For sale: The Netherlands

There is growing resistance to the all of Holland’s corporate assets, writes Jasper van de Kerkhof in the Parool.

What have KLM, bus company Connexxion and ABN Amro in common? The are all companies with a key role in the Dutch economy which have ended up in foreign hands.
SDU Identification, the company that makes our passports and driving licences, was bought by French firm Sagem Securité last year. There is no French politician who would support support the sale of such a strategic company, but in the Netherlands no-one turns a hair.
‘If you stand up for the national interest in the Netherlands, you are accused of misplaced sentiment,’ says Dick Sluimers, of pension fund ABP’s asset management arm. ‘But that is the most normal thing in the world. If you don’t think of your own interests, the others will.’
The fact that icons such as Hema, Mora snack food and Numico’s baby food are in foreign hands seen as a shame, but no more than that. But does the same feeling apply to crucial infrastructure with an important social function, such as telecommunications, banks and energy?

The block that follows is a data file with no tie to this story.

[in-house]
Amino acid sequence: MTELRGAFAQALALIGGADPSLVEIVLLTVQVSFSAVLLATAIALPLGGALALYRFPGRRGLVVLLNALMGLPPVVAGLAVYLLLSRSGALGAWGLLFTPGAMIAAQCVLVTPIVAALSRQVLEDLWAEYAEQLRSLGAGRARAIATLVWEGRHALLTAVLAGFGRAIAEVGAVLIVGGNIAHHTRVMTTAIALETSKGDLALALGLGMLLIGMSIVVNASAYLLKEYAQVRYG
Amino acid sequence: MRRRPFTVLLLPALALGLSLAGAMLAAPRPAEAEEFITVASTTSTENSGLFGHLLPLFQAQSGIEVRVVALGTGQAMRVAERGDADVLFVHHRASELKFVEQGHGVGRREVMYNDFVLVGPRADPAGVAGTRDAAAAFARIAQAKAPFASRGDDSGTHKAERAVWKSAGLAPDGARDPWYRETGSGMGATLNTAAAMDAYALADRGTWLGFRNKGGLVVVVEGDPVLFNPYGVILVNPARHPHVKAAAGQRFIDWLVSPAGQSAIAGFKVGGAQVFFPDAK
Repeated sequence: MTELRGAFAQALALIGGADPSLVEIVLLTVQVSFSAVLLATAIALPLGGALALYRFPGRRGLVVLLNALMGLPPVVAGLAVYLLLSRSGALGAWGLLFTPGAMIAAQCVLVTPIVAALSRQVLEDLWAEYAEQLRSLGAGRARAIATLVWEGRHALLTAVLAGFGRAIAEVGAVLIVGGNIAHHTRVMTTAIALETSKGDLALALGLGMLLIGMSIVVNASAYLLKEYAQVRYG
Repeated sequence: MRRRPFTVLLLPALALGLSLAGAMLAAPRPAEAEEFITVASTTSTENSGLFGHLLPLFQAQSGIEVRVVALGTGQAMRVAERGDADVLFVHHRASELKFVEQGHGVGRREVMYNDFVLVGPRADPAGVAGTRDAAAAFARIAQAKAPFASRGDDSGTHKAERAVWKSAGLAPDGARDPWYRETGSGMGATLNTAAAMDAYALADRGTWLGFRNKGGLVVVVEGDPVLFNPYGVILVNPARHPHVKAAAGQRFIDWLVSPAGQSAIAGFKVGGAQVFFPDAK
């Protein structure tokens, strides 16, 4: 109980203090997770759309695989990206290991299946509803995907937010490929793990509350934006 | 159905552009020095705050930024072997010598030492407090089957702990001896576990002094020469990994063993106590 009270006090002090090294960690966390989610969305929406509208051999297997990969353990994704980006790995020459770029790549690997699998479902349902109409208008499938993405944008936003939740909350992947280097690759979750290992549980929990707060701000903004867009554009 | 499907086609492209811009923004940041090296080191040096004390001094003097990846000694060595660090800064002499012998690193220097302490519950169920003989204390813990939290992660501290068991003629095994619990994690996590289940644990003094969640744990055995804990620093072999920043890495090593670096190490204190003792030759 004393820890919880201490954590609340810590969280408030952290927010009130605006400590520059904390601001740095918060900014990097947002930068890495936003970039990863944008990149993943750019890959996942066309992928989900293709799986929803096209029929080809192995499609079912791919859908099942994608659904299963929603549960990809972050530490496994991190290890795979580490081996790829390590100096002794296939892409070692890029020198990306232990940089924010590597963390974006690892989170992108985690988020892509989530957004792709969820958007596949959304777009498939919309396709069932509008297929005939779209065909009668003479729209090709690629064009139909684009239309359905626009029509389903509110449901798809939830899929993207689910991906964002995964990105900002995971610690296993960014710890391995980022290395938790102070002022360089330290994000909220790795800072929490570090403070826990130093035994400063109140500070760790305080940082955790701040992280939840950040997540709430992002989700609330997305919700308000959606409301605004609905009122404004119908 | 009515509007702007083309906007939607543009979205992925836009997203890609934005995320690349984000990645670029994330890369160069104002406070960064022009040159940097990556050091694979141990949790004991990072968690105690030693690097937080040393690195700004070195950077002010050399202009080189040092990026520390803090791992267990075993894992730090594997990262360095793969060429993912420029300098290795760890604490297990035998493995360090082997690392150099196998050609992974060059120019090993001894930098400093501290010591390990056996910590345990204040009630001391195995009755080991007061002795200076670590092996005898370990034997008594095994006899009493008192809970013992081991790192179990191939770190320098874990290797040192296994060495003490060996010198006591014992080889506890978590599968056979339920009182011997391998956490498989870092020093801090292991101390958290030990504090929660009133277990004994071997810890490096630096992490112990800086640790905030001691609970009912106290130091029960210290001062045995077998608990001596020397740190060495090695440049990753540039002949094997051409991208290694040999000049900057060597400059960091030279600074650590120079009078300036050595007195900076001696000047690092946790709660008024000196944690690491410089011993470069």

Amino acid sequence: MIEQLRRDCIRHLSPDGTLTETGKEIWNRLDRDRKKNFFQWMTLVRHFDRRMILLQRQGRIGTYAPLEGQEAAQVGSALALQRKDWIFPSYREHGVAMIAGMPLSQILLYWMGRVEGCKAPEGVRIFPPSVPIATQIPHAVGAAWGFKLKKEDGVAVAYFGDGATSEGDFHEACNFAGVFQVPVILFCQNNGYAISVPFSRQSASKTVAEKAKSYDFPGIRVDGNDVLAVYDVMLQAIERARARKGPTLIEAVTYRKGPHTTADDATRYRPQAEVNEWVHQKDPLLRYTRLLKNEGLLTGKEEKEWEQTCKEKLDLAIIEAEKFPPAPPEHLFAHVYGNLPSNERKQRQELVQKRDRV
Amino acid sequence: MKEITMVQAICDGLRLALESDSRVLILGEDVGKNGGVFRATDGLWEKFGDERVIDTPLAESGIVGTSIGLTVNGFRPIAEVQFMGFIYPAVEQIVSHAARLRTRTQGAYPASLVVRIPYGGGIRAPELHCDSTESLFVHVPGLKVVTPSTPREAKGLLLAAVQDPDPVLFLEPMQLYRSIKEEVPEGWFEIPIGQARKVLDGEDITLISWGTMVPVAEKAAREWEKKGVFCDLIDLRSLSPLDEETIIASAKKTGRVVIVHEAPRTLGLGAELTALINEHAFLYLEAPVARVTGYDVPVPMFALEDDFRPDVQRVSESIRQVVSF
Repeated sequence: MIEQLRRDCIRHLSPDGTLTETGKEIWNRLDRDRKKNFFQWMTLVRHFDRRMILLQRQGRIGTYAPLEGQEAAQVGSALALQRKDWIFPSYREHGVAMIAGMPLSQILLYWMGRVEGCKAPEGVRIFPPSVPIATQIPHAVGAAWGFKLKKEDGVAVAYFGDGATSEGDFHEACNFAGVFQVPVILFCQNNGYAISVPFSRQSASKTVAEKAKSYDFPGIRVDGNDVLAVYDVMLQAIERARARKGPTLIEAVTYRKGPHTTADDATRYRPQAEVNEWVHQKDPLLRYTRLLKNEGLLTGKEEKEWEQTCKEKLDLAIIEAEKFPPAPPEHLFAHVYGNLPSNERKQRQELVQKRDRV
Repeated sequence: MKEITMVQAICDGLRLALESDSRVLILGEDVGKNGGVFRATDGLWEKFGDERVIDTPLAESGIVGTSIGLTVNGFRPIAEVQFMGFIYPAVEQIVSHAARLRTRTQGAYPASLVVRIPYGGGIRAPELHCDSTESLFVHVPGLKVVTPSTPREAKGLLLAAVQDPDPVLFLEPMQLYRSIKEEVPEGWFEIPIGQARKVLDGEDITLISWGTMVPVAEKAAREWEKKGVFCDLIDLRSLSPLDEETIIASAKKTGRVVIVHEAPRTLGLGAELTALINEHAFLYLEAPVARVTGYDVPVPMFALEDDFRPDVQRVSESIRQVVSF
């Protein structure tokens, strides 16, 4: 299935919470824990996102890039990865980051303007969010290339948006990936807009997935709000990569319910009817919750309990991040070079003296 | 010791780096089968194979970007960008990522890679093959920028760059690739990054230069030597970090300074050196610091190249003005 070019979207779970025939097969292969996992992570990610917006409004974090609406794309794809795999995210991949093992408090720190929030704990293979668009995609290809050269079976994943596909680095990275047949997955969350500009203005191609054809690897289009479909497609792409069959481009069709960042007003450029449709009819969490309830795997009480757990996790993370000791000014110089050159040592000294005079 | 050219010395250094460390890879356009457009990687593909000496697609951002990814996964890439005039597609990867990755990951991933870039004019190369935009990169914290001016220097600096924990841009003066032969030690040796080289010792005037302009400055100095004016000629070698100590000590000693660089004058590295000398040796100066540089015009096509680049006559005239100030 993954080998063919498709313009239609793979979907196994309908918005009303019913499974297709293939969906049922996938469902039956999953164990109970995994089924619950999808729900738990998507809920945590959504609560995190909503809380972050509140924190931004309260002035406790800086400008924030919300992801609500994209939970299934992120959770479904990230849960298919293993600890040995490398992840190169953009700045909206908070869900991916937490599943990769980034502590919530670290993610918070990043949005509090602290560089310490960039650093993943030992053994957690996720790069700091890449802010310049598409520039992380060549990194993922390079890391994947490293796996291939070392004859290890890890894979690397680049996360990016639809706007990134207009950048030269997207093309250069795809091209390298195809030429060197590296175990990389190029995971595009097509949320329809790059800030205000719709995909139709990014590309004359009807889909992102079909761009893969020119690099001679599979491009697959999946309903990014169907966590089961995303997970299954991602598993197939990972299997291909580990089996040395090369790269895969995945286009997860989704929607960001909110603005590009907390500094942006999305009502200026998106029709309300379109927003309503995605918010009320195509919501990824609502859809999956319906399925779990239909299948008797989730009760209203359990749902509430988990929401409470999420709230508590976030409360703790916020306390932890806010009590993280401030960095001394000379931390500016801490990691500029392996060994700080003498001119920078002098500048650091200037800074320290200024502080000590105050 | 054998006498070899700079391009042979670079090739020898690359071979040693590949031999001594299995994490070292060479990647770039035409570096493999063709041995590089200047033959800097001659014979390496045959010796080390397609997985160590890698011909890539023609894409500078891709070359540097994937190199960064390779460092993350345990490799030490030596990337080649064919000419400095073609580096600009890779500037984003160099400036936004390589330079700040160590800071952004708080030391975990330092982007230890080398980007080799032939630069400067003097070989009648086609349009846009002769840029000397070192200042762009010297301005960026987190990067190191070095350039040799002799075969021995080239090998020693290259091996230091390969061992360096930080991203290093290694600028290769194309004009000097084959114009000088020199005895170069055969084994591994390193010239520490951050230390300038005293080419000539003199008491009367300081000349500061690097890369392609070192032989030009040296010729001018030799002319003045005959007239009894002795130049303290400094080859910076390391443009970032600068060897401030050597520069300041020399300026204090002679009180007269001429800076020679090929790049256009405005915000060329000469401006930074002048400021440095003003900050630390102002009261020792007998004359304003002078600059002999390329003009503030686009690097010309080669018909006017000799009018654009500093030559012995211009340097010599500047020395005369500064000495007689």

The Netherlands’ doors are wide open to foreign buyers, at least that is what an American government report says. In almost every other country, takeovers are checked to see how desirable they are, and vetoed in ‘strategic sectors’. But in the Netherlands, everything is for sale.
The economic affairs ministry does not see this as a problem. ‘As long as the public interest is guaranteed, takeovers are not a problem.’ And, the ministry says, there are laws to make sure this is the case.
But Alfred Kleinknecht, professor of innovation at Delft University, says the Netherlands does not have to be the best behaved boy in the class.
‘Some companies are too big to fail, such as Shell and Philips’ he says. ‘The Netherlands has to be able to step in if need be. If Philips went bankrupt it would be disastrous for Eindhoven.’
Jasper van de Kerkhof is a journalist with the Parool. This is an unofficial translation
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